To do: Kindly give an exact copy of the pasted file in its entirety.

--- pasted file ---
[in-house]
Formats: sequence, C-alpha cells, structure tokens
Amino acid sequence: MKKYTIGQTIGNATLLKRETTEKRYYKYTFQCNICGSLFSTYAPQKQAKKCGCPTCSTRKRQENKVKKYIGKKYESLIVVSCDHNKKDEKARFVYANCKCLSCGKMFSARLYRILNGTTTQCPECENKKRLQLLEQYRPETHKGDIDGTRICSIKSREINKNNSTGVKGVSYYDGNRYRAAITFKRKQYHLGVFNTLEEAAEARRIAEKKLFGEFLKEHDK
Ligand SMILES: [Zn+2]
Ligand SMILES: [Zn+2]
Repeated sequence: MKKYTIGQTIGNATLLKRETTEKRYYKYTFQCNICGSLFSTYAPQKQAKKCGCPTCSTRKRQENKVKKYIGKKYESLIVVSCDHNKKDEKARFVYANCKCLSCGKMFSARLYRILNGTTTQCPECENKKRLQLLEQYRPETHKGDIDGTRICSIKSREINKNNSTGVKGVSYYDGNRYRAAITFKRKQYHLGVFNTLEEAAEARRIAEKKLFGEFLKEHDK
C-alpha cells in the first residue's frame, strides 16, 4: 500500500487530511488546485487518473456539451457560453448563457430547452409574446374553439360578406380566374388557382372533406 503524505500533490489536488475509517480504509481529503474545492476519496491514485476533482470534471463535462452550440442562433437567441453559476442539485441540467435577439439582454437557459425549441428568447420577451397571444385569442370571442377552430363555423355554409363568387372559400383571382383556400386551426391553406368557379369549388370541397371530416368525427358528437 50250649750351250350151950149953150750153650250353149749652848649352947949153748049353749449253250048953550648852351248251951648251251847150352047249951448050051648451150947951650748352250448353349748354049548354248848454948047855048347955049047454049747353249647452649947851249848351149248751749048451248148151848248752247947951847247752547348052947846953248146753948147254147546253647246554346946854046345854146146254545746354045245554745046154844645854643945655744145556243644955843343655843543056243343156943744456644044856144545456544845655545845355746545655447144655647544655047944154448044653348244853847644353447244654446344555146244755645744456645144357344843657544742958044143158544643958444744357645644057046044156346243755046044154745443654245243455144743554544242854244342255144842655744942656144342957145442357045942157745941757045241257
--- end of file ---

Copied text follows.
[in-house]
Formats: sequence, C-alpha cells, structure tokens
Amino acid sequence: MKKYTIGQTIGNATLLKRETTEKRYYKYTFQCNICGSLFSTYAPQKQAKKCGCPTCSTRKRQENKVKKYIGKKYESLIVVSCDHNKKDEKARFVYANCKCLSCGKMFSARLYRILNGTTTQCPECENKKRLQLLEQYRPETHKGDIDGTRICSIKSREINKNNSTGVKGVSYYDGNRYRAAITFKRKQYHLGVFNTLEEAAEARRIAEKKLFGEFLKEHDK
Ligand SMILES: [Zn+2]
Ligand SMILES: [Zn+2]
Repeated sequence: MKKYTIGQTIGNATLLKRETTEKRYYKYTFQCNICGSLFSTYAPQKQAKKCGCPTCSTRKRQENKVKKYIGKKYESLIVVSCDHNKKDEKARFVYANCKCLSCGKMFSARLYRILNGTTTQCPECENKKRLQLLEQYRPETHKGDIDGTRICSIKSREINKNNSTGVKGVSYYDGNRYRAAITFKRKQYHLGVFNTLEEAAEARRIAEKKLFGEFLKEHDK
C-alpha cells in the first residue's frame, strides 16, 4: 500500500487530511488546485487518473456539451457560453448563457430547452409574446374553439360578406380566374388557382372533406 503524505500533490489536488475509517480504509481529503474545492476519496491514485476533482470534471463535462452550440442562433437567441453559476442539485441540467435577439439582454437557459425549441428568447420577451397571444385569442370571442377552430363555423355554409363568387372559400383571382383556400386551426391553406368557379369549388370541397371530416368525427358528437 50250649750351250350151950149953150750153650250353149749652848649352947949153748049353749449253250048953550648852351248251951648251251847150352047249951448050051648451150947951650748352250448353349748354049548354248848454948047855048347955049047454049747353249647452649947851249848351149248751749048451248148151848248752247947951847247752547348052947846953248146753948147254147546253647246554346946854046345854146146254545746354045245554745046154844645854643945655744145556243644955843343655843543056243343156943744456644044856144545456544845655545845355746545655447144655647544655047944154448044653348244853847644353447244654446344555146244755645744456645144357344843657544742958044143158544643958444744357645644057046044156346243755046044154745443654245243455144743554544242854244342255144842655744942656144342957145442357045942157745941757045241257